So now, at the cusp of 40, I realize how much I have to do to really get in shape. The first thing is of course to understand what is wrong and how to treat it. For me, a sitting lifestyle has led to weak and stiff hips and ass, which in turn lead to stiff and grinding hamstrings and a stiff and sore back. The way to redemption lies in stretching, water, yoga, daily dedication to movement and activation. It doesn’t sound hard, but …. I hate stretching right now. I hate running too, but that’s a post for a different time.

    For now, I think it’s a good thing that I realize the balance in martial arts and how important it is to maintain both yin and yang.


    And as a sidenote, feeling the imbalance in my journey through the martial arts, between healing and training, maintenance and challenge, has opened my eyes to more abstract balances. Between the scholar and the warrior, the poet and the mercenary, the man of culture and the man of action. I was reminded of this not only through my physical struggles, but also through the writings of Xenophon, a Greek soldier and historian who fought in Persia many centuries ago. His writings, in turn, led me to many other poets of that era, who sat by the campfire and composed lines after a long march, before another day on the march or, better yet, a meeting in the field.


    August 25, 2016 • Kung Fu People, Modern Kung Fu • Views: 269

  • The Knight-errant We Need


    Chinese folklore has really only one type of hero, the wuxia martial artist, who is usually unaffiliated with any of the established antagonists and is therefore free to represent the ideal, rather than the fleeting interest. The Chinese knight-errant shows up homeless and wandering, from undistinguished birth, skilled enough to ward off most of the normal challenges to their person and with the wit and righteousness to ward off the rest.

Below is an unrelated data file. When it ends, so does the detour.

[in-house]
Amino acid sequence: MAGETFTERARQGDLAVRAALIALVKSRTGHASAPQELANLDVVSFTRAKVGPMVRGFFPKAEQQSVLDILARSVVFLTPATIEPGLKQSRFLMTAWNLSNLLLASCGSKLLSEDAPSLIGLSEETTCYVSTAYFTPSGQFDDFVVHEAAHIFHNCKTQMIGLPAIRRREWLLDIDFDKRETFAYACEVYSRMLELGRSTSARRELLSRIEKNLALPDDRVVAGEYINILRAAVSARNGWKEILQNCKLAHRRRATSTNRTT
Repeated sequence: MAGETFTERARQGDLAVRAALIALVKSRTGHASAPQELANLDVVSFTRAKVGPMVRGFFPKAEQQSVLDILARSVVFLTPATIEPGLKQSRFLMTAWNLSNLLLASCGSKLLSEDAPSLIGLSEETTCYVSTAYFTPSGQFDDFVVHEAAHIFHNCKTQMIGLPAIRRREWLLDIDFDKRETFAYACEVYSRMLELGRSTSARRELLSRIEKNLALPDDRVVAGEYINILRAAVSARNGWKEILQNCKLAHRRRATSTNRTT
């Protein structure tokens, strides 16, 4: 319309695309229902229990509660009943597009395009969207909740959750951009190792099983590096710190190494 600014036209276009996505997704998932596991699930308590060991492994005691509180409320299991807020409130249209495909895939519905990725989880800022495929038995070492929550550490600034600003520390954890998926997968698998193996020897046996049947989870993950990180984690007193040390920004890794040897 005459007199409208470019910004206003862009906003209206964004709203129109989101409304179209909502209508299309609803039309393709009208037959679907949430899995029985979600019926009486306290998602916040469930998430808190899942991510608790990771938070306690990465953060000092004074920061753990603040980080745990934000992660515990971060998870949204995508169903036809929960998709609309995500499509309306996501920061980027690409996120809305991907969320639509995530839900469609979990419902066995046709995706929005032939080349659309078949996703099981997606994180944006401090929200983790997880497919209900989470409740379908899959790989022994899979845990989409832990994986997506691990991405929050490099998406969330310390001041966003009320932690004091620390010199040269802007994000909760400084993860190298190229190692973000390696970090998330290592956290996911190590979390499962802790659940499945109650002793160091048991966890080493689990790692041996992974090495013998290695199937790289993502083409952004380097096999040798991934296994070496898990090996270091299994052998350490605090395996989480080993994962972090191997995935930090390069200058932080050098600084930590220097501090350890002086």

In many Chinese tales, the hero ends up being used by the corrupt authorities, or dies a hero’s death when a tactical retreat might have been wiser. The goal is never to actually fix the realm, however, but to remind the realm of what is good and worthy in life, what there is to be strived for, what it takes to get there, and how the journey  “there” is the only true thing in life. No one ever wonders what becomes of the knight-errant’s soul when it slips away from a body sacrificed for an ideal, it is known that those souls ascend and fly free into the hearts of all who hear the tale told.

    The true knight is art made human.

    In Hong Kong the book fair is wuxia themed, and this article here gives a little insight into why, and how rebellion works in an oppressive, fearful nation like the ones we face today.

    Funny how, in the end, they raise up Wei Xiaobao as the conciliatory hero for today’s world.



    July 28, 2016 • Kung Fu People • Views: 195

  • Thai Boxing vs. Kung fu

    Here is an essay from January of this year which I never finished, but addresses some of my thoughts on my own martial arts journey: